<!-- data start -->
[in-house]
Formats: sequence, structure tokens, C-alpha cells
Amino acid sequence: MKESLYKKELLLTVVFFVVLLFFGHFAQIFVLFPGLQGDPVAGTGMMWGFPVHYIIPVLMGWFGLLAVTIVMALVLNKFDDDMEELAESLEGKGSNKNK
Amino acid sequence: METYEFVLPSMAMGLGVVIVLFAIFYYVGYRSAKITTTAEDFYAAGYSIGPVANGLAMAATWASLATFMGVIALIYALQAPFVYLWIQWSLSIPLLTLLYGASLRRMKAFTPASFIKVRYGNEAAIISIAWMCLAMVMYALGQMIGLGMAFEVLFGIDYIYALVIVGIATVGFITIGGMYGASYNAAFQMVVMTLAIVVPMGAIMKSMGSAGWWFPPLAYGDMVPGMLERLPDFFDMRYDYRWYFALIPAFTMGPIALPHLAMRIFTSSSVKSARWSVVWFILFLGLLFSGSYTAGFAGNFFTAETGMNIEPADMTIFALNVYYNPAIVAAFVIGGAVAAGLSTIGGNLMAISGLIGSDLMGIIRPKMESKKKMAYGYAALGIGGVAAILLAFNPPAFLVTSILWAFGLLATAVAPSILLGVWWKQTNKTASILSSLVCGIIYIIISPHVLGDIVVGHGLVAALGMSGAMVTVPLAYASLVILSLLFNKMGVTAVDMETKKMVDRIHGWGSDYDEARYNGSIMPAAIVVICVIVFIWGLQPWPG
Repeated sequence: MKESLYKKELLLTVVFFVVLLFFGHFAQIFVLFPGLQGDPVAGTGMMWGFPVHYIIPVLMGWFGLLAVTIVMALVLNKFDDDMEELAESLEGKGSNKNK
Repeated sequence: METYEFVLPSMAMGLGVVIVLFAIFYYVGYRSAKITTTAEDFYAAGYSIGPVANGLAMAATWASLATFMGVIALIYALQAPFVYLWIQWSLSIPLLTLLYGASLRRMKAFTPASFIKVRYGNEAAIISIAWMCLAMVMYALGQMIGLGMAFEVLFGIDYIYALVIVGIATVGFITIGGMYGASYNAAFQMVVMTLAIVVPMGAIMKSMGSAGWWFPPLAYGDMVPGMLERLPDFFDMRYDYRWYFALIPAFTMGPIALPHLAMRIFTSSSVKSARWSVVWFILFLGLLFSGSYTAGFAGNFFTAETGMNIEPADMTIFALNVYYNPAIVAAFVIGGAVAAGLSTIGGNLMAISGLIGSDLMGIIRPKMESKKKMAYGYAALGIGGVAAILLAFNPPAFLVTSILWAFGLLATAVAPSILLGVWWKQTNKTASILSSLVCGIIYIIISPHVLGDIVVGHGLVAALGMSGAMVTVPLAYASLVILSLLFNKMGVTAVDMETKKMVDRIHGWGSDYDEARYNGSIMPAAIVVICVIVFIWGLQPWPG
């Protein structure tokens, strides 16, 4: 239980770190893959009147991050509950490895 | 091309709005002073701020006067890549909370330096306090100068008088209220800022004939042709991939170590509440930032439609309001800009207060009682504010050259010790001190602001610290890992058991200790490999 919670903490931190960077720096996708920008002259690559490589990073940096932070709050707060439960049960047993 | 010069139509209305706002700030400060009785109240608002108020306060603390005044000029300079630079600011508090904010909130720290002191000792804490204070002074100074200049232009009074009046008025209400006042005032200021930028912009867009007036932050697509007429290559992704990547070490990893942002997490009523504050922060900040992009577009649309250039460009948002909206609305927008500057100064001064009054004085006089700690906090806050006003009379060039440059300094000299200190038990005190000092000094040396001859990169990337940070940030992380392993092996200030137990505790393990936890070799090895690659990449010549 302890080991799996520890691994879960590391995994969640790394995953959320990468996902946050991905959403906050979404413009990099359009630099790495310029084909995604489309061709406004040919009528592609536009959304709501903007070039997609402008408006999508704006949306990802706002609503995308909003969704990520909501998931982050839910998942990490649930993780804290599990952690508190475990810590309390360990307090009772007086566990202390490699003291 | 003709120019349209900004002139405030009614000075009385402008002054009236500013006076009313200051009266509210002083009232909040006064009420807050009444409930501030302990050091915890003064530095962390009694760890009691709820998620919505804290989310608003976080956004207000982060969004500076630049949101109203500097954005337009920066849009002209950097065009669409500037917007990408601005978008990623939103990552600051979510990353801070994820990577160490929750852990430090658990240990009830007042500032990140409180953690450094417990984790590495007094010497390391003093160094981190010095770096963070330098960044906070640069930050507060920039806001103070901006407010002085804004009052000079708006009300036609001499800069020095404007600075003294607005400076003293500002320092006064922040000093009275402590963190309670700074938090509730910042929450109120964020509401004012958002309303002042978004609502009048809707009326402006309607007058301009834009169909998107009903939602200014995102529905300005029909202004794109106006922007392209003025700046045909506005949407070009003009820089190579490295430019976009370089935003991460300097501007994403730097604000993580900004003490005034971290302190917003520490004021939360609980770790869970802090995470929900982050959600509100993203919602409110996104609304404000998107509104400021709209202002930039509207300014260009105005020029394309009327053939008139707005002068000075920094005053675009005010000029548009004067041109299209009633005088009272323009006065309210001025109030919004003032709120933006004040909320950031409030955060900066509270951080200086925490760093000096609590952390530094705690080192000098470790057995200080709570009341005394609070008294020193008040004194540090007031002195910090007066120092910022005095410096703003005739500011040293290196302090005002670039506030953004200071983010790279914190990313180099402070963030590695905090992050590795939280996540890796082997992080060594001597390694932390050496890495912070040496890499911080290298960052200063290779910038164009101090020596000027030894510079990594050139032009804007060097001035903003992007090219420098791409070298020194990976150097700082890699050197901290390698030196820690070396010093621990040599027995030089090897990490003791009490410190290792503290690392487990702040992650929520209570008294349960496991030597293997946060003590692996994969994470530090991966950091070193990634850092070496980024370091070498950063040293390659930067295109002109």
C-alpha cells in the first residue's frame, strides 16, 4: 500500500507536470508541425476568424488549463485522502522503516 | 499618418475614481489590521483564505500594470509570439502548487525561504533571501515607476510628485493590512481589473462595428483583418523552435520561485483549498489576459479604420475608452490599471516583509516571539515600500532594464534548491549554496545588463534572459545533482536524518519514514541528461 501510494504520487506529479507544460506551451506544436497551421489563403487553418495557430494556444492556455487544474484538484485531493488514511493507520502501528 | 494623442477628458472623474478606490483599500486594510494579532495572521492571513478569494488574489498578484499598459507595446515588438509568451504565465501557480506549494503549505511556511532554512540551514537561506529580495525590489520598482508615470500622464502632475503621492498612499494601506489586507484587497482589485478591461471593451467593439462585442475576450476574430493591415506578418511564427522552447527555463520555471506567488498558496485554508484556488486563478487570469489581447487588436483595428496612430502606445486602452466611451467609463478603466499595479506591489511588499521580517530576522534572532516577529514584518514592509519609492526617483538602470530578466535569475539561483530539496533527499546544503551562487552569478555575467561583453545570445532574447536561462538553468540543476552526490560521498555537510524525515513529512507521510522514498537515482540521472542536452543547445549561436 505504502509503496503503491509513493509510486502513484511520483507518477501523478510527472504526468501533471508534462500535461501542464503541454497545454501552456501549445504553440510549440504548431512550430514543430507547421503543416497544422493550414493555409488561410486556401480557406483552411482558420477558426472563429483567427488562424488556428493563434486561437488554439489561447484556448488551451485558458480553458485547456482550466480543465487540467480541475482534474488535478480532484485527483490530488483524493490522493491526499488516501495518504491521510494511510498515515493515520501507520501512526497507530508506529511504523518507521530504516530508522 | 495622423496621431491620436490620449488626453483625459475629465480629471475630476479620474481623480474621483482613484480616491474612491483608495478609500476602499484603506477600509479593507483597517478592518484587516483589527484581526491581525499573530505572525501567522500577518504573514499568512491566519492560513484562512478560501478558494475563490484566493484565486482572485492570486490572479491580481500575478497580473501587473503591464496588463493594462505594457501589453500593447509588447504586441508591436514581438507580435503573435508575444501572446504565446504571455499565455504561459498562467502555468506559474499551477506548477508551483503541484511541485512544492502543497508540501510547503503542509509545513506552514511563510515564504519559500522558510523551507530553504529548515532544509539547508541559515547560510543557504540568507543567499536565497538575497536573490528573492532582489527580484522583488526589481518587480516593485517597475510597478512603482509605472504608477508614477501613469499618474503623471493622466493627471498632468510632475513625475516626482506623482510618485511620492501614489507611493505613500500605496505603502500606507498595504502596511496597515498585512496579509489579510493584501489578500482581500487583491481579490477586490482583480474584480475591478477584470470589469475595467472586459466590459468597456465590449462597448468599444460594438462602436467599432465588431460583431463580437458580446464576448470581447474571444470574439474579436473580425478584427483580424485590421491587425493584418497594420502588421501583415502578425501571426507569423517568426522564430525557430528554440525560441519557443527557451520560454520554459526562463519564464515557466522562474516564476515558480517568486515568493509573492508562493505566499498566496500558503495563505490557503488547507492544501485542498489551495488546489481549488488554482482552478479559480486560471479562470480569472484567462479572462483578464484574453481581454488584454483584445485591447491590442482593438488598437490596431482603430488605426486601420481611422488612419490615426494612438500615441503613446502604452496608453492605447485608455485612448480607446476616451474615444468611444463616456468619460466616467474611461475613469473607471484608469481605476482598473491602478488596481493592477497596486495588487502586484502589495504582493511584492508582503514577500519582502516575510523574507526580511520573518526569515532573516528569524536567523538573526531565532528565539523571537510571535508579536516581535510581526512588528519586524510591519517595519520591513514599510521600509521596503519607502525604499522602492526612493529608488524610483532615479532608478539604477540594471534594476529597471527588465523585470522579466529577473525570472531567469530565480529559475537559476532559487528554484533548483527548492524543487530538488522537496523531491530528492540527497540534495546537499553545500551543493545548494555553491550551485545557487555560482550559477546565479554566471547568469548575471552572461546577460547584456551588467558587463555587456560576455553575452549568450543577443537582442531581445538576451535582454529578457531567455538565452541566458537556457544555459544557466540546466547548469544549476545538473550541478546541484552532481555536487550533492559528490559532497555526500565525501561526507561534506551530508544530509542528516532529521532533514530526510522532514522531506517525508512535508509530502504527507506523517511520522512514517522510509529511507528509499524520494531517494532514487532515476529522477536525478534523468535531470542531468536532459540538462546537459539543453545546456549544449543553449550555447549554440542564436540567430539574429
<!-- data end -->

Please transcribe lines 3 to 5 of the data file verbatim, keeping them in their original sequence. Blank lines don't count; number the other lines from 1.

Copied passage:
Amino acid sequence: MKESLYKKELLLTVVFFVVLLFFGHFAQIFVLFPGLQGDPVAGTGMMWGFPVHYIIPVLMGWFGLLAVTIVMALVLNKFDDDMEELAESLEGKGSNKNK
Amino acid sequence: METYEFVLPSMAMGLGVVIVLFAIFYYVGYRSAKITTTAEDFYAAGYSIGPVANGLAMAATWASLATFMGVIALIYALQAPFVYLWIQWSLSIPLLTLLYGASLRRMKAFTPASFIKVRYGNEAAIISIAWMCLAMVMYALGQMIGLGMAFEVLFGIDYIYALVIVGIATVGFITIGGMYGASYNAAFQMVVMTLAIVVPMGAIMKSMGSAGWWFPPLAYGDMVPGMLERLPDFFDMRYDYRWYFALIPAFTMGPIALPHLAMRIFTSSSVKSARWSVVWFILFLGLLFSGSYTAGFAGNFFTAETGMNIEPADMTIFALNVYYNPAIVAAFVIGGAVAAGLSTIGGNLMAISGLIGSDLMGIIRPKMESKKKMAYGYAALGIGGVAAILLAFNPPAFLVTSILWAFGLLATAVAPSILLGVWWKQTNKTASILSSLVCGIIYIIISPHVLGDIVVGHGLVAALGMSGAMVTVPLAYASLVILSLLFNKMGVTAVDMETKKMVDRIHGWGSDYDEARYNGSIMPAAIVVICVIVFIWGLQPWPG
Repeated sequence: MKESLYKKELLLTVVFFVVLLFFGHFAQIFVLFPGLQGDPVAGTGMMWGFPVHYIIPVLMGWFGLLAVTIVMALVLNKFDDDMEELAESLEGKGSNKNK